Corn plant height is influenced by the environment and determined by the end of pollination. Specific factors that affect height include water intake, temperature, and amount of solar radiation on top leaves during growth.
Early-season cold temperatures can increase internode rigidity and limit cell expansion and internode elongation.
Yield is not necessarily influenced by plant height.
Stalk elongation begins at the V5 growth stage. Most cell expansion occurs at the base of internodes and is affected by light/shade interactions, daylength, and temperatures. Taller corn typically develops from later planting dates because plant height increases due to elongated internodes during longer days. Auxin, a plant growth regulator, encourages expansion of internodes, and shade increases auxin levels. This ‘shading effect’ may be noticed in corn fields with high populations.1
In contrast, intense solar radiation can reduce auxin levels, leading to less internode elongation. Cell wall expansion is limited by cold temperatures, and internodes may become rigid if there was a cool period during vegetative growth. Early planting dates lead corn to reach the V5 growth stage of elongation during early, cool spring weather when daylengths were shorter.
Corn with early planting dates are typically shorter compared to those with later planting dates. Early planted corn has more vegetative growth occurring when days are shorter, soils and air temperatures are cooler, and soils can be saturated. Saturated soil is unfavorable for root and shoot development and is prone to compaction when driven on during spring field work. Compacted soil from equipment can lead to shorter corn in rows adjacent to the tracks.2
Early root development that is inhibited from these early-season conditions can limit moisture and nutrient uptake during the rapid growth stage of corn.
Vegetative growth of plants with normal root development can also be inhibited by dry weather. Cell expansion depends on water uptake, and shorter internode elongation indicates plants are limited on water. Drought can cause short plants with reduced leaf area and shorter distance between leaves. In combination with short stalks, leaves stacked closely together have less interaction with neighboring plants and reduced flexibility of leaf movement.3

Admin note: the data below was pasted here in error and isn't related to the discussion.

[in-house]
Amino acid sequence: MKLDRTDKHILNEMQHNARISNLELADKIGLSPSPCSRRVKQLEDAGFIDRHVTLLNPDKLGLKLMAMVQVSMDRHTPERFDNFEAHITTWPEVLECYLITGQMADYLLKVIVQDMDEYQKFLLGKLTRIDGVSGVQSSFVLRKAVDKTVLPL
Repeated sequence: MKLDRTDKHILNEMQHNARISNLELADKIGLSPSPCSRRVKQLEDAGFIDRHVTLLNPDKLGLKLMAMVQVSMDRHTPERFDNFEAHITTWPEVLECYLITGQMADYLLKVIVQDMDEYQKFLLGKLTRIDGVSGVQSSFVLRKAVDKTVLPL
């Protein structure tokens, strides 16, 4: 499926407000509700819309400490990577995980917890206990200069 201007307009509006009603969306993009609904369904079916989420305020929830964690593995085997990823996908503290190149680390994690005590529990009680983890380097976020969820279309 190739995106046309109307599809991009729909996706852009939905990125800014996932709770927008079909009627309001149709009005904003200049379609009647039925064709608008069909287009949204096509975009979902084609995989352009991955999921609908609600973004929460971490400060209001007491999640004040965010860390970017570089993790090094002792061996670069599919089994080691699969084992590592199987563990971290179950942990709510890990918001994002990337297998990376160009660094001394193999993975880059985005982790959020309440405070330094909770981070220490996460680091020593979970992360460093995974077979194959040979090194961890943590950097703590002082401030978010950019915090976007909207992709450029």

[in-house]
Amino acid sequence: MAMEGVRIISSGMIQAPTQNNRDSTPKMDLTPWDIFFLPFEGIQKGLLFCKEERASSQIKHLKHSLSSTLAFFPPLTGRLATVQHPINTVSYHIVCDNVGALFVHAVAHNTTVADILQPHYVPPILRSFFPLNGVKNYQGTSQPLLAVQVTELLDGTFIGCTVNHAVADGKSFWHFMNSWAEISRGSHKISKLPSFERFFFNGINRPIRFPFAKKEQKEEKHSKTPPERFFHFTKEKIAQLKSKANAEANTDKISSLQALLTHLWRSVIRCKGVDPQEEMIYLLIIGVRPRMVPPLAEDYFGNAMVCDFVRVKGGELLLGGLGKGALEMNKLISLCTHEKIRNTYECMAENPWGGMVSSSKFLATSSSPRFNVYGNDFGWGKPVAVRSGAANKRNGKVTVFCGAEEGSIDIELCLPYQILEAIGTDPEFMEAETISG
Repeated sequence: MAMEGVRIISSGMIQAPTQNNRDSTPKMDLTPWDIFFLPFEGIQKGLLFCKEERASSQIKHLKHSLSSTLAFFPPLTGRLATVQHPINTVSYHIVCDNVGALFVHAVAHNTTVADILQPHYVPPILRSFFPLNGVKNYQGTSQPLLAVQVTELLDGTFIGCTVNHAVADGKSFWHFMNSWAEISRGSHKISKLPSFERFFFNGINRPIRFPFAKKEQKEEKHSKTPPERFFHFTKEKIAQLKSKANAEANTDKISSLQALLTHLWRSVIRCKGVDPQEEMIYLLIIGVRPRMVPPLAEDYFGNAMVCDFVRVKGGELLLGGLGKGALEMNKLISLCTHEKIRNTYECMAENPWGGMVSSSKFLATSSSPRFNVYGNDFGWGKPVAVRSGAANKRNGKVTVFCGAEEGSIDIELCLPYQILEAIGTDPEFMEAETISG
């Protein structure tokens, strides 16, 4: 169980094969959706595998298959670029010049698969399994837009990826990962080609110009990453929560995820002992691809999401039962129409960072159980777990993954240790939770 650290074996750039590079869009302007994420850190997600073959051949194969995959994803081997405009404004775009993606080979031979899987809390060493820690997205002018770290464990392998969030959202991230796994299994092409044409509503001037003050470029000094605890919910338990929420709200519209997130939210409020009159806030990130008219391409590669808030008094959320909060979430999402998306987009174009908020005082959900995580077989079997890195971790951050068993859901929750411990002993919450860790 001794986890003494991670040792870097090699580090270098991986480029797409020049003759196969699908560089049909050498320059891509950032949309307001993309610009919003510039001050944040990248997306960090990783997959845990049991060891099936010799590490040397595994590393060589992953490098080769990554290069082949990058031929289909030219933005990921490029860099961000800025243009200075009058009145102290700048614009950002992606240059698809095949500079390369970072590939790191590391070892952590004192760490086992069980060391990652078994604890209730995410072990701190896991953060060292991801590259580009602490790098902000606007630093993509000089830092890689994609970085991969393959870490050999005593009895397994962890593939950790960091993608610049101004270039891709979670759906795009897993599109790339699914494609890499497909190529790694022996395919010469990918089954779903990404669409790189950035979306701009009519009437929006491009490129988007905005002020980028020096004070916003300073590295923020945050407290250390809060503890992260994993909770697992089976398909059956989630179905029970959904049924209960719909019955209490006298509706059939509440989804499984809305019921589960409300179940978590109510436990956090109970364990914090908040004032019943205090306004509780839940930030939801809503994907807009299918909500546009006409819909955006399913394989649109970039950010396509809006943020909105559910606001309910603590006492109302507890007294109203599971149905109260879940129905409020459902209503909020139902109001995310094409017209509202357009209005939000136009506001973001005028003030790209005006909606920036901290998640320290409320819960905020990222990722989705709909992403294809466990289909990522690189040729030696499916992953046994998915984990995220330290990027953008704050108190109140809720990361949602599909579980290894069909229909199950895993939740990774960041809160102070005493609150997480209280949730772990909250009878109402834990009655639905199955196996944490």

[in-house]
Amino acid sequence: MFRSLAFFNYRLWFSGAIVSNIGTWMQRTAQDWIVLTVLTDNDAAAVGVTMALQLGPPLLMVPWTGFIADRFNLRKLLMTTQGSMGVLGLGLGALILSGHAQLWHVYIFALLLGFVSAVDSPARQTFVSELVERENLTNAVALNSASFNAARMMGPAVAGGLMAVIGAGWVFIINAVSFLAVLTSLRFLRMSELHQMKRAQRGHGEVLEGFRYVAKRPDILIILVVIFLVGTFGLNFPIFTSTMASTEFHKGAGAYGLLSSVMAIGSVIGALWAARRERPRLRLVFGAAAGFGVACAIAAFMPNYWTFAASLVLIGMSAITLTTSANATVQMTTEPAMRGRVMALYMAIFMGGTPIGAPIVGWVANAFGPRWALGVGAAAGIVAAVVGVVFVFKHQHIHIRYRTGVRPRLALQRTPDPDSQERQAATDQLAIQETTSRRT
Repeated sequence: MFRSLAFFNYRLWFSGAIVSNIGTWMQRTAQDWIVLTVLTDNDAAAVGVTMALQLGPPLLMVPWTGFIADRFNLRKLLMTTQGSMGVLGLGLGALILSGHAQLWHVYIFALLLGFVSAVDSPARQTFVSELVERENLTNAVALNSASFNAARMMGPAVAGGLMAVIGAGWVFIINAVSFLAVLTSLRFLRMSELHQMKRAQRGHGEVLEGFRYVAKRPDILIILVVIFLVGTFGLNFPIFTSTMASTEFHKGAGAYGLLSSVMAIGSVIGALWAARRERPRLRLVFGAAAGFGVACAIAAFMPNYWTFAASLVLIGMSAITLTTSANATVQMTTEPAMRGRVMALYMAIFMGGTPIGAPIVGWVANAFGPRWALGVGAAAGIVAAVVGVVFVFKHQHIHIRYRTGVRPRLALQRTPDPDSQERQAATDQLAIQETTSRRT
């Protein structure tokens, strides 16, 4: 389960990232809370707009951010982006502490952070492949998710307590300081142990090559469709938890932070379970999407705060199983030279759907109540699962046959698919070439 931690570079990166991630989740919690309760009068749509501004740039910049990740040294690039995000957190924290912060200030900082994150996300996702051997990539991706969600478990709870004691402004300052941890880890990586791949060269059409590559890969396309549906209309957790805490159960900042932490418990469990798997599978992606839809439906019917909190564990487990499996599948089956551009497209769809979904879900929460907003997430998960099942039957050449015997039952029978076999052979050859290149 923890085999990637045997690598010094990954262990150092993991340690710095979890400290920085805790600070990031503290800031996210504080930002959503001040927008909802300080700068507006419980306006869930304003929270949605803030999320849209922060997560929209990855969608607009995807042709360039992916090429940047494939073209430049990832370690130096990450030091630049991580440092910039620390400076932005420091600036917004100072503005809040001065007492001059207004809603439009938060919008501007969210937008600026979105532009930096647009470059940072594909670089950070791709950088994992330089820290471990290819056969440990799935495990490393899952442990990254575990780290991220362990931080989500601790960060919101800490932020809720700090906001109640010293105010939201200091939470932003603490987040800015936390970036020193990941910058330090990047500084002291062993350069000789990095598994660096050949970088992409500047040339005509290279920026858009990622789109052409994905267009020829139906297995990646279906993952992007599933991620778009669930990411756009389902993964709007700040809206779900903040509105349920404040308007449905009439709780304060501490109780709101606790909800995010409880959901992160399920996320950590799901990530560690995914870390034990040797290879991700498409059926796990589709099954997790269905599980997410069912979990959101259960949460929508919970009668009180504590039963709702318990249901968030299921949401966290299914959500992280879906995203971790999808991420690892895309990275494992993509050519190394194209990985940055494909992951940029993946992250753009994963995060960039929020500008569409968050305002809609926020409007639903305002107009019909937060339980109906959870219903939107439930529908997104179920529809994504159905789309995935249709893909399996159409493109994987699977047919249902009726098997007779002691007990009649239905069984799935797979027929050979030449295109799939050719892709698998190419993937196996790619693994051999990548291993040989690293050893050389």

Where moisture is adequate, uneven corn plants have differences in leaf height. Light penetration is limited to the upper six to seven leaves. Uneven plants allow greater light penetration, and an increased opportunity for more leaves to intercept sunlight. Taller plants could produce more grain than shorter plants; however, this differential competition among plant should not affect total field yield.4
Most plants reach full height by the end of pollination. Corn heights may appear to even out as all tassels completely emerge. Successful pollination of shorter corn is still expected; however, full canopies are needed to reach yield potential.
Short plant height is not expected to negatively affect yield. A reduced canopy can mean a reduction in sunlight harvested. Yield potential should stay on track for shorter plants if plants are not dramatically short (as in the case of significant drought), pollination is successful, and there are normal grain fill conditions. Early planted fields with short plants interspersed among tall plants can have greater yield potential compared to later planted, fields with uniform tall plants. Even when plants appear to be short or non-uniform, growing season conditions can still mean the field will have similar or greater yield potential compared to later planted fields with taller plants.4
1Nielsen, R. L. 2001. Short corn at tasseling. Purdue University.
2Larson, E. 2016. Will short corn limit your yield potential? Mississippi State University.
3Nafziger, E. 2012. Short corn, short yields? University of Illinois.
4Hicks, D. R. 2004. Corn comments: uneven plant height. University of Minnesota.